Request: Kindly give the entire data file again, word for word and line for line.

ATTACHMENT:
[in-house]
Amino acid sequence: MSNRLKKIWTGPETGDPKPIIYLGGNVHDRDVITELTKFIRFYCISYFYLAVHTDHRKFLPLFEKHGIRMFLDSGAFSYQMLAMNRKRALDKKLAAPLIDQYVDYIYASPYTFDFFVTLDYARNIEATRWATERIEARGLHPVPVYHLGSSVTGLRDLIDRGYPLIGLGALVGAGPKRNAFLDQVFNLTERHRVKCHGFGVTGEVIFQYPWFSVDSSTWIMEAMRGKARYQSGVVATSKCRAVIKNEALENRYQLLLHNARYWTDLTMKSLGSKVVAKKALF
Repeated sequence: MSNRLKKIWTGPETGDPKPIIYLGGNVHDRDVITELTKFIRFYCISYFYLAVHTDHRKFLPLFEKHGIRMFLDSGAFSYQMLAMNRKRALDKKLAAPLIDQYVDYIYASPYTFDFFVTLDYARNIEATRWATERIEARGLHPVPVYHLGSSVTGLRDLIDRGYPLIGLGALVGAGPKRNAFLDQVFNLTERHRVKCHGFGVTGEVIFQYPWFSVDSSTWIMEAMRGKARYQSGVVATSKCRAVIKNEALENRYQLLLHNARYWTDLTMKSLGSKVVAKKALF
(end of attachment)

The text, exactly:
[in-house]
Amino acid sequence: MSNRLKKIWTGPETGDPKPIIYLGGNVHDRDVITELTKFIRFYCISYFYLAVHTDHRKFLPLFEKHGIRMFLDSGAFSYQMLAMNRKRALDKKLAAPLIDQYVDYIYASPYTFDFFVTLDYARNIEATRWATERIEARGLHPVPVYHLGSSVTGLRDLIDRGYPLIGLGALVGAGPKRNAFLDQVFNLTERHRVKCHGFGVTGEVIFQYPWFSVDSSTWIMEAMRGKARYQSGVVATSKCRAVIKNEALENRYQLLLHNARYWTDLTMKSLGSKVVAKKALF
Repeated sequence: MSNRLKKIWTGPETGDPKPIIYLGGNVHDRDVITELTKFIRFYCISYFYLAVHTDHRKFLPLFEKHGIRMFLDSGAFSYQMLAMNRKRALDKKLAAPLIDQYVDYIYASPYTFDFFVTLDYARNIEATRWATERIEARGLHPVPVYHLGSSVTGLRDLIDRGYPLIGLGALVGAGPKRNAFLDQVFNLTERHRVKCHGFGVTGEVIFQYPWFSVDSSTWIMEAMRGKARYQSGVVATSKCRAVIKNEALENRYQLLLHNARYWTDLTMKSLGSKVVAKKALF